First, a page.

Devoid of any big ideas of their own, the government seems to have nowhere else to go but to trawl the online public sphere for ideas, doing the political equivalent of taking our pulse, hoping that there is more life in those sections of the population that use online petitions than there is in parliamentary circles.

Of course such trawling exercises are completely phoney. As the road-tax debacle showed, even if the pulse-taking exercise reveals a heartbeat, the government doesn’t really want to listen to us. As Montgomerie has pointed out, just because the public get their worries discussed in parliament that doesn’t mean anything will be done. But, ‘at least by it being debated people will feel their concerns are aired. Petitions that are soundly rejected like capital punishment probably won’t be raised again as people will realise that they are futile.’

So even if nothing comes of a petition, the argument runs, at least the electorate will have had their concerns aired and can feel like they’ve been acknowledged. It looks as if these petition-inspired debates in the Commons are likely to be little more than showpieces conducted by a smug political class aiming to show the bigoted masses why they are wrong and placate them just enough to stop them joining UKIP or the BNP.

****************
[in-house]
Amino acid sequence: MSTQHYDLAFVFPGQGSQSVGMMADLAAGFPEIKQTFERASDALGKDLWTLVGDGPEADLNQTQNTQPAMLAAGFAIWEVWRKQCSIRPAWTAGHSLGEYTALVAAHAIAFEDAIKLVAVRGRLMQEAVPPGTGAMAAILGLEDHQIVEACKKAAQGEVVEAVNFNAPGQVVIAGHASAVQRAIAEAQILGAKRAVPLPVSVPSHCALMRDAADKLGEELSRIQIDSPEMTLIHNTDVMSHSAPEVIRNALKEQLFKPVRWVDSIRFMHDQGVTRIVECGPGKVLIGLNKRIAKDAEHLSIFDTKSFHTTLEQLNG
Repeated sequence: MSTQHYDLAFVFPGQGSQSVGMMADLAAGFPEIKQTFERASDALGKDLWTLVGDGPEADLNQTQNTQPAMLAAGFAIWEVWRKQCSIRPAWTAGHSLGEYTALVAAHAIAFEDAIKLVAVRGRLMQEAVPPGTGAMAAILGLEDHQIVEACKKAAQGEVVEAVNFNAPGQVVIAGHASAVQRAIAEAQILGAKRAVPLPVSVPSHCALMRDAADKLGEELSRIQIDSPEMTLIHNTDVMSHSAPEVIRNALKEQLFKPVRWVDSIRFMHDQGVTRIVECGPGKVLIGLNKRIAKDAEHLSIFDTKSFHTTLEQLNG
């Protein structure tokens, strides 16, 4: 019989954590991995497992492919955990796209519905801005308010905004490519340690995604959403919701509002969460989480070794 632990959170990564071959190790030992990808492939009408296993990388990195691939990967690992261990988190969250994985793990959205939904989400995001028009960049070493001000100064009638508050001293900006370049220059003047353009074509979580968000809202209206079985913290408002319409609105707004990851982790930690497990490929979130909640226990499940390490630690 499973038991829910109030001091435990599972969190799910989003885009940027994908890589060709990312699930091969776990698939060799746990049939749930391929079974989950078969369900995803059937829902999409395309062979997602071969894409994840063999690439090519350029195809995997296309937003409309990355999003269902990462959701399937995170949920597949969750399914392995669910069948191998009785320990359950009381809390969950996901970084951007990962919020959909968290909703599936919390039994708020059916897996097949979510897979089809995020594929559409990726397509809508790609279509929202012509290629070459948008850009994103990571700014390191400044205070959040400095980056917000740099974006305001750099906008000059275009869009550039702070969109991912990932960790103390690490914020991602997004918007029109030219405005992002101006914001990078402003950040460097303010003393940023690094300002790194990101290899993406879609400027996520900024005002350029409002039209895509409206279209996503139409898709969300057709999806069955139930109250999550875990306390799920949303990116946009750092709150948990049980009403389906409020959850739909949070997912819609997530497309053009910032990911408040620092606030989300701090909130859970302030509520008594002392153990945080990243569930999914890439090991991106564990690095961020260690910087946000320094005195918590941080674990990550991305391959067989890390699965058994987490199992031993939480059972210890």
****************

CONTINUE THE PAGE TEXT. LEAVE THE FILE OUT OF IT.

Indeed, there are those who hold the public in such contempt that they oppose the exercise on the grounds that the only things proposed will be wacky, madcap initiatives. Leading the charge is Labour MP Paul Flynn. According to Flynn, the web – accessed by 60 per cent of the UK adult population every day – is ‘dominated by the obsessed and the fanatical… If we get the e-petitions in, there will be some asking for Jeremy Clarkson to be prime minister, for Jedi and Darth Vader to be the religions of the country.’

What could better typify the contempt of the political elite for the public? We are seen as incapable of taking ideas seriously and, if consulted, apparently we would only respond in a jokey fashion as if we have nothing better to do than lobby for our right to worship fictional characters from 1970s sci-fi movies. And if we’re not arguing for ‘Vader for God’, other critics reckon that we, the ignorant, reactionary masses, will instead sign petitions calling for ‘populist ideas’ like the castration of paedophiles, the return of hanging or the revival of National Service.

The revival of ePetitions by the Lib-Con government, and the reaction to it, show how far removed it is from the public. Far from bridging the gap, however, this initiative promises to make it wider still.

Patrick Hayes is a co-founder of the Institute of Ideas’ Current Affairs Forum and one of the organisers of the Battle of Ideas festival.

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Topics Politics UK